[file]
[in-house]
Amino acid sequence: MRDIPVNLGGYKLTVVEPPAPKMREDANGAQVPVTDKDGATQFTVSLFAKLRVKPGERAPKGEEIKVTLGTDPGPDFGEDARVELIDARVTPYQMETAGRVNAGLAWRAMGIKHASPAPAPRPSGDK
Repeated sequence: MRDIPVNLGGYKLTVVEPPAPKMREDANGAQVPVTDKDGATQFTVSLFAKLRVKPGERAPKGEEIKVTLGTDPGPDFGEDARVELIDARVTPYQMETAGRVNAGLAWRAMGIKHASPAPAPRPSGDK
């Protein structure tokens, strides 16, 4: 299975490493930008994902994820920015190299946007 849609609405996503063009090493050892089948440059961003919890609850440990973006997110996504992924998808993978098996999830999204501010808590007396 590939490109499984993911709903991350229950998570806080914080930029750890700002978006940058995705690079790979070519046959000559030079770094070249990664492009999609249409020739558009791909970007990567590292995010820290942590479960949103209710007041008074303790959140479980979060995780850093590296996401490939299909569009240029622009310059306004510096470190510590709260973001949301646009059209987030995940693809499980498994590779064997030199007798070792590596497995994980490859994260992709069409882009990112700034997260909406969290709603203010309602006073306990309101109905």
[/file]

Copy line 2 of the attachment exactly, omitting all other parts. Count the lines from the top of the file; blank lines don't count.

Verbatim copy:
Amino acid sequence: MRDIPVNLGGYKLTVVEPPAPKMREDANGAQVPVTDKDGATQFTVSLFAKLRVKPGERAPKGEEIKVTLGTDPGPDFGEDARVELIDARVTPYQMETAGRVNAGLAWRAMGIKHASPAPAPRPSGDK